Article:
With a new 10 percent target for real estate, the Florida State Board of Administration (SBA) already has made significant headway toward reaching that goal. In calendar year 2014, the pension plan has designated a significant amount of capital to go towards non-core funds in the asset class.
“Our target in calendar year 2014 is putting as much as $600 million in non-core funds, both international and domestic,” Steve Spook, senior investment officer for real estate at Florida SBA, told PERE. However, “what has not changed in the real estate program is we’re still primarily a core-focused investor.”
SBA is targeting exposure of 80 percent core and 20 percent non-core – which includes both value-added and opportunistic investments – over the long term. It was unclear at press time how much the pension plan was allocating to core investments, which primarily are made through separate accounts, in 2014.
“That’s going to be less defined than non-core – we will determine that as core opportunities present themselves,” Spook said. “We have a better grasp on non-core because we have, among other things, this international initiative.”
Indeed, approximately half of the $600 million for non-core is likely to be allocated to non-US-focused real estate funds, which are a new investment strategy for SBA. Last September, Spook said the pension plan was eyeing its first commitment to a dedicated international property fund and potentially could invest as much as $200 million in such vehicles during its fiscal year 2014, which began on July 1. SBA went on to make its debut international real estate investment in The Blackstone Group’s Blackstone Real Estate Partners Asia, with a $200 million commitment during the fourth quarter.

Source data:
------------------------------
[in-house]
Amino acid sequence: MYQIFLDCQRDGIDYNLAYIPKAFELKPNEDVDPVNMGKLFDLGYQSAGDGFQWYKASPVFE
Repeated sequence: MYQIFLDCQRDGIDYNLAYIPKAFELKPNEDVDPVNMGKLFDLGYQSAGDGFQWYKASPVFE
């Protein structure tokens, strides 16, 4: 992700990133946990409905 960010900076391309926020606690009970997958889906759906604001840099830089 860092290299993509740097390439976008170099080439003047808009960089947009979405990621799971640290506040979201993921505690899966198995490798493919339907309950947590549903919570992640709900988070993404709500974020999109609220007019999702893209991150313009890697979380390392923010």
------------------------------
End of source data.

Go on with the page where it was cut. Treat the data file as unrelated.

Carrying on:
Since the start of the new year, the public institution has closed on a second international commitment, agreeing to invest the equivalent of $75 million in Tristan Capital Partners’ European Property Investors Special Opportunities 3. SBA also is in negotiations on another commitment to a Europe-focused vehicle for the equivalent of $100 million, and the pension plan is likely to approve a few additional investments in both Asian and European funds by the end of the year, although the exact dollar amount of those commitments has not yet been determined.
Meanwhile, SBA is closing on a commitment to a domestic real estate fund and is expected to begin negotiations on another domestic investment in the near future. Its most recent US real estate commitment was a $75 million pledge to Brookfield Asset Management’s Brookfield Fairfield US Multifamily Value Add Fund II during the fourth quarter.
Last December, SBA approved an increase of three percent to its real estate allocation target, from 7 percent to 10 percent over a five-year period. With the new target, the pension plan, which has nearly $177 billion in assets, would have one of the largest dollar allocations to the asset class among US pension plans.